Without further ado to you, I present Mara Purnhagen, author of Past Midnight!
Let me set the record straight. My name is Charlotte Silver and I'm not one of those paranormal-obsessed freaks you see on TV…no, those would be my parents, who have their own ghost-hunting reality show. And while I'm usually roped into the behind-the-scenes work, it turns out that I haven't gone unnoticed. Something happened on my parents' research trip in Charleston—and now I'm being stalked by some truly frightening other beings. Trying to fit into a new school and keeping my parents' creepy occupation a secret from my friends—and potential boyfriends—is hard enough without having angry spirits whispering in my ear. All I ever wanted was to be normal, but with ghosts of my past and present colliding, now I just want to make it out of high school alive….
Why the dead make great neighbors
While working on Past Midnight, my new paranormal series for Harlequin Teen, I thought about my own experiences with the not-quite-normal. I realized I knew one thing for sure: the dead make great neighbors. They’re quiet, distant, and they don’t mind if your lawn hasn’t been mowed in a month. I know this for a fact because I spent my high school years living across the street from an old cemetery, where Civil War soldiers lay next to wealthy entrepreneurs. While some people may have been unsettled to have a thousand souls resting so close by, my family didn’t mind.
The dead are great neighbors.
Just don’t bother them on Halloween.
When I first saw the house my parents had bought, my attention was quickly drawn to the cemetery across the street. Perched on a wide hill, it boasted twenty-eight acres of bodies, and the only thing separating them from me was a two-lane street and several feet of dirt. I didn’t believe in zombies, but I knew that if the dead ever did wake up, my house would be the first one they’d visit. It wasn’t a comforting thought.
I avoided the place for a while, but my parents liked to take walks through the property, so I went along a few times. It was cooler on the hill and the tombstones were definitely interesting. Established in 1850, the cemetery featured huge monuments and a Gothic-style receiving vault. It was a quiet, tree-lined space that had survived a massive tornado in 1980. It was peaceful—until the fraternities needed it.
We lived in a college town, which I loved. Saturday afternoons in the fall were filled with the sounds of a massive marching band performing on the nearby football field. Random Frisbees landed in our yard. Coffee houses sprung up like dandelions. But after a hazing incident, one college banned the initiation rite on campus. Fraternities were forced to look elsewhere for a place to torture their recruits—and they looked across the street.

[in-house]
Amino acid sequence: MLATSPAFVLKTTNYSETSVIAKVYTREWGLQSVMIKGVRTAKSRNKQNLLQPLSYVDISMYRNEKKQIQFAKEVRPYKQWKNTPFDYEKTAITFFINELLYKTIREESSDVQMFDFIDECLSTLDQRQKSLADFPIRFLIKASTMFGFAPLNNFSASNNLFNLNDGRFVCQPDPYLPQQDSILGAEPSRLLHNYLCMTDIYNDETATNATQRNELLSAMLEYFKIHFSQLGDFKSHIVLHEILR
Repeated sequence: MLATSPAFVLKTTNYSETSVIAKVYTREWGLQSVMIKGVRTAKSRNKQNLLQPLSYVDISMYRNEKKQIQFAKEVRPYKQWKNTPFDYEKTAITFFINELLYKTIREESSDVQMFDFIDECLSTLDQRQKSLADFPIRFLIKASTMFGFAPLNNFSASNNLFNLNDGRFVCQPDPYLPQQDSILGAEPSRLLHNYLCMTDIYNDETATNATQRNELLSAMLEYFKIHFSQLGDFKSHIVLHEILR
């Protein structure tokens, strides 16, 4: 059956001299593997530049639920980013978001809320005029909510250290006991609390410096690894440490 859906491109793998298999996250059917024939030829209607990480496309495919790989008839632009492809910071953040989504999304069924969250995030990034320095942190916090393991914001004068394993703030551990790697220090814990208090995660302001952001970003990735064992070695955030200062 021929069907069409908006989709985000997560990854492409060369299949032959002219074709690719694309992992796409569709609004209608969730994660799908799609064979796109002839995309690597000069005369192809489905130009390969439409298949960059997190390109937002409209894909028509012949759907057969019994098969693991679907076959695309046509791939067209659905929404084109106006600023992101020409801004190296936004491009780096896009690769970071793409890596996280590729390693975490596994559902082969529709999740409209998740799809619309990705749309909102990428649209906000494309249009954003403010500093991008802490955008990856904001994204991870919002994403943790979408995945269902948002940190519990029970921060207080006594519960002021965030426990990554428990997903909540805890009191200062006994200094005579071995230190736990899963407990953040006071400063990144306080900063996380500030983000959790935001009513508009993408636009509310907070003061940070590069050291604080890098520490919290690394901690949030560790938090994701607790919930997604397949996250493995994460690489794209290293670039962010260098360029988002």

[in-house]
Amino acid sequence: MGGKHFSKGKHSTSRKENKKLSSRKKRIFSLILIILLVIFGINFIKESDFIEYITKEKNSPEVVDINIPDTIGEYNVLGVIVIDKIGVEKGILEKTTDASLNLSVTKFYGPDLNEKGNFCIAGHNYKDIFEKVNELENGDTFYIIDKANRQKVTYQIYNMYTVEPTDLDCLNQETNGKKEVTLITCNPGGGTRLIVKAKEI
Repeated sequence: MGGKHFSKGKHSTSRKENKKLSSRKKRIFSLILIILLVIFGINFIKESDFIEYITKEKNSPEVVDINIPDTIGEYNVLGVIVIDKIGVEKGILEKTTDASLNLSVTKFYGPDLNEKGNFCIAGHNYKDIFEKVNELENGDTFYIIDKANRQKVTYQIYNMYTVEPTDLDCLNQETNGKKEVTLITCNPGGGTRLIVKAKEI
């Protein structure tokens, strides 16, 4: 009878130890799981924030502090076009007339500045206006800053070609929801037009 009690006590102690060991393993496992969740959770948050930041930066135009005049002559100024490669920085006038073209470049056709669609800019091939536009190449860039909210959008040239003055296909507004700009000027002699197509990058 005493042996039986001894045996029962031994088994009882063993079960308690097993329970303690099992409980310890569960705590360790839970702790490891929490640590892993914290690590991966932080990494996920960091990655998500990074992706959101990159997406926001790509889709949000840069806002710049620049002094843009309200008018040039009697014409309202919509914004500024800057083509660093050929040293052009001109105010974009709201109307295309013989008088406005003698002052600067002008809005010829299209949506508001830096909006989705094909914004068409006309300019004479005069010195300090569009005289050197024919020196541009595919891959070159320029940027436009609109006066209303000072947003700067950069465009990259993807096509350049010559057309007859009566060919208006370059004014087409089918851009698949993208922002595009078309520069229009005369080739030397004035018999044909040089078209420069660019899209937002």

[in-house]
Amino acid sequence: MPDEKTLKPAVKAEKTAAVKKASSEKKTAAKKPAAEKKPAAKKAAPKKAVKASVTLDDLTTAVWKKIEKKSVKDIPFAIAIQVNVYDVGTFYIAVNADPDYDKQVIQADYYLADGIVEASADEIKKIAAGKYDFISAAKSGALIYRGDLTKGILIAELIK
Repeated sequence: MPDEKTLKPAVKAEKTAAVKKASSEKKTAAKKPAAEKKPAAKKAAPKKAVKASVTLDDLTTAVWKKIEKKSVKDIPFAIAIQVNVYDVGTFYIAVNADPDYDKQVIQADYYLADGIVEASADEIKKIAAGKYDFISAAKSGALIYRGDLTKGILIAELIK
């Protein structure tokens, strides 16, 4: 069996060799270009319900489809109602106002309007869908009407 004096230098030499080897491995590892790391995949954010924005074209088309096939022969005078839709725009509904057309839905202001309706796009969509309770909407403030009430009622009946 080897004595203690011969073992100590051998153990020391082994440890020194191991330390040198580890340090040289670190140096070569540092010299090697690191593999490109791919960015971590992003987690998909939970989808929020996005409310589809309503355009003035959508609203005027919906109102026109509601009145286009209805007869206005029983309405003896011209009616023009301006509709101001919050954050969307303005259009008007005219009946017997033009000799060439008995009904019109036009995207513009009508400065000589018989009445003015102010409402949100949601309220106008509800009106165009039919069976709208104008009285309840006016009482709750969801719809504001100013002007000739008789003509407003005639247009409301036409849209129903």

Halloween was a busy time in our neighborhood. We dutifully set out a jack-o-lantern and passed out candy bars every year. When the holiday landed on a Friday night, I was thrilled because I could stay up extra late. That night, after stuffing myself with chocolate and trying to scare my younger brothers with spooky stories, I looked out the living room window, which offered a clear view of the cemetery. I saw movement. People were milling around in groups. After a large crowd had gathered, they made their way around some tombstones and out of my line of sight.
I stayed on the sofa, where I could watch the entrance. Something was about to happen, but I had no idea what. Nearly half an hour passed. Maybe the intruders had exited through the other side of the cemetery, I thought. I was about to give up my vigil and go to bed when I saw it: flashes of white light in the distance, like silent fireworks. A moment later I heard the screams.
Dozens of college guys came running out of the cemetery. I saw them leap over tombstones and trip over rocks. They were desperate to escape. I quietly stepped out onto my front porch. The police had arrived and were rounding up the guys, many of whom were dressed in a fraternity sweatshirts. The guys were yelling. It was basically incoherent from where I was standing, but I did catch a few sentences. “We didn’t do it! It wasn’t part of the plan! It wasn’t us! It was real!”
I don’t know what happened in that cemetery on Halloween night. Obviously, the fraternity boys had planned some kids of hazing ritual there, but something else happened, something they had not expected. Maybe someone else had been waiting for them with their own prank. Or maybe my quiet neighbors had been annoyed by the late-night guests and decided that for once, they wouldn’t be so distant.
The cemetery was in the back of my mind when I began writing my first novella, Raising the Dead. It’s a companion to Past Midnight, in which a girl discovers that she has accidentally triggered paranormal energy. I like the idea of cemeteries being peaceful places, and I wanted to write about what happens when that peace is disturbed.
Over the years other groups snuck into the cemetery when they shouldn’t have. The police always caught a few. I never saw the silent lights again, but I wondered what they were.
Too bad I couldn’t ask the neighbors.
Here's the cemetery that Mara is talking about: [link]
And HERE'S a giveaway to win a copy of Past Midnight, Mara's newest book! It's very spook worthy - just look at that summary above! Not only am I giving away a copy of that, but to go along with them, the winners will get copies of And even better? There are TWO WINNERS! How great is that!?
 Past Midnight by Mara Purnhagen up for grabs
 The Fun of Dying! Find Out What Happens Next by Roberta Grimes up for grabs
 winners in the U.S. or Canada only
ends on Halloween
How To Win:
[mandatory] fill out the form below